Lazy Dragons paddle for fun, fitness, camaraderie
July 30, 2014
WIESBADEN, Germany - Poised with paddles submerged below the surface, arms stretched straight forward and heads down, row upon row of paddlers wait for the start. As soon as the official yells "Go," they pull their paddles backward, first slowly, then frantically plunging them into the churning water as one body.
Five boats surge forward, but only one counts in English: the Lazy Dragons. But they don't live up to their name.
Started back in 2008, the Lazy Dragons, as they are now known, is a dragon boat team made up of Americans from U.S. Army Garrison Wiesbaden. Coached by German dragon boat veteran Gerd Stinner, the relatively inexperienced team overcame a constantly changing lineup and language barrier to finish first in the E final category at the Schierstein Harbor Fest Regatta July 12-13. Nearly 45 teams from around Germany participated in the regatta.
"A lot of paddlers sat for the second or third time in the boat [in the Schierstein races]," said Stinner. "Therefore, they did a really good job and I'm deeply impressed."
Dragon boating is believed to have started in China more than 2,500 years ago and is steeped in tradition, culture and legend. Today it is the fastest-growing international team water sport. A boat is made up of 20 paddlers with a drum-beater at the stern and someone steering in the bow.
In Germany, the sport took off around 1990 and has become one of the most popular sports in the country, according to Stinner -- 120 teams participated in the German Dragon Boat Championships this past June.
The American team has switched hands from first the 1st Armored Division and the American Red Cross -- Wiesbaden in 2008, then the 66th Military Intelligence Brigade's "Dagger Dragons." It has developed into a team including Soldiers, family members and civilians connected with several units at USAG Wiesbaden.?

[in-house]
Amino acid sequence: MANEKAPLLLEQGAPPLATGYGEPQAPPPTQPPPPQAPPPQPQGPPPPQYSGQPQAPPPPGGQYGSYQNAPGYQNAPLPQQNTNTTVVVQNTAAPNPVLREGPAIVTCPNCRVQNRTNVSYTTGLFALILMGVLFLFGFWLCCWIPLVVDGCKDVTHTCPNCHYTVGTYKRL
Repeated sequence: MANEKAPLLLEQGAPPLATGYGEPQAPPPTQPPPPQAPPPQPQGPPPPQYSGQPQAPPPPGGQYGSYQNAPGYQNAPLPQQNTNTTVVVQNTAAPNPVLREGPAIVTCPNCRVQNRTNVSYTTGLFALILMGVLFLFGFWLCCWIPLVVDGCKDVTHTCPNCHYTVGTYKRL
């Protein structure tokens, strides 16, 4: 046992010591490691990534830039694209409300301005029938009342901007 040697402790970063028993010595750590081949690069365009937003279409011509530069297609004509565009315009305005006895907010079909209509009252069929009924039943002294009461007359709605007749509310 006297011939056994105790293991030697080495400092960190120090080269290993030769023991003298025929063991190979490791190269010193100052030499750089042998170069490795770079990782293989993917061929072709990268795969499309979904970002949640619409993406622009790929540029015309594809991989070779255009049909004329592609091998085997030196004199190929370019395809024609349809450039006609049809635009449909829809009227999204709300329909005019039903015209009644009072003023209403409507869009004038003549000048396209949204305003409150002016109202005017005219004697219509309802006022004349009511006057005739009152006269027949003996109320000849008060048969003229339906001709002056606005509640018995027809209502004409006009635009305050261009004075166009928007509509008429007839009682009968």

Frequent turnover due to team members' permanent changes of station to and from Wiesbaden makes cohesiveness a challenge, said Mara Cornejo, procurement coordinator with the 66th MI and team captain since 2013.
"But the effort to get people together to enjoy dragon boating is very rewarding," she added.
Paddlers range in age from 16-62. Some are lifelong athletes; for others, like Nikki Weir Williams, it's their first foray into organized sports.
"It looked like something I could do, and I'm not a sporty person at all. I didn't do sports in school and I'm from Iowa with no water around," said Williams, a civilian spouse and doula. "It's teamwork and not any one individual is counted on. It's accessible to everyone, even if you have physical limitations."
She took to it quickly, and Stinner asked her to compete with one of the two German teams he coaches, Saubande. Coming up on her fourth year living in Germany, she said dragon boating has helped her integrate better.
"I like the friendships I've made with Germans and Americans. It helps me feel more connected to German culture, because it's huge here," she said. "It's something I can take back [to the U.S.] with me."
Stinner, who has been coaching dragon boats since 2003, hopes to establish the team as a permanent fixture at the garrison and coax Americans out into the German community.
"I want to invite the American community to take part in our normal social life," he said. "Anyone who is fun and motivated is welcome."
Dragon boating is a family affair, too. Several married couples, siblings, parents and their children paddle.
Manuela Moortel, a field representative for Central Texas College, and her daughter Katie, 25, an intern with the Corps of Engineers, paddle side-by-side on the same bench.
"It's to make friends, and the competition itself is very exciting," she said. "I would like more people to come out and join."?
Those interested in dragon boating should contact Mara Cornejo at firstname.lastname@example.org.?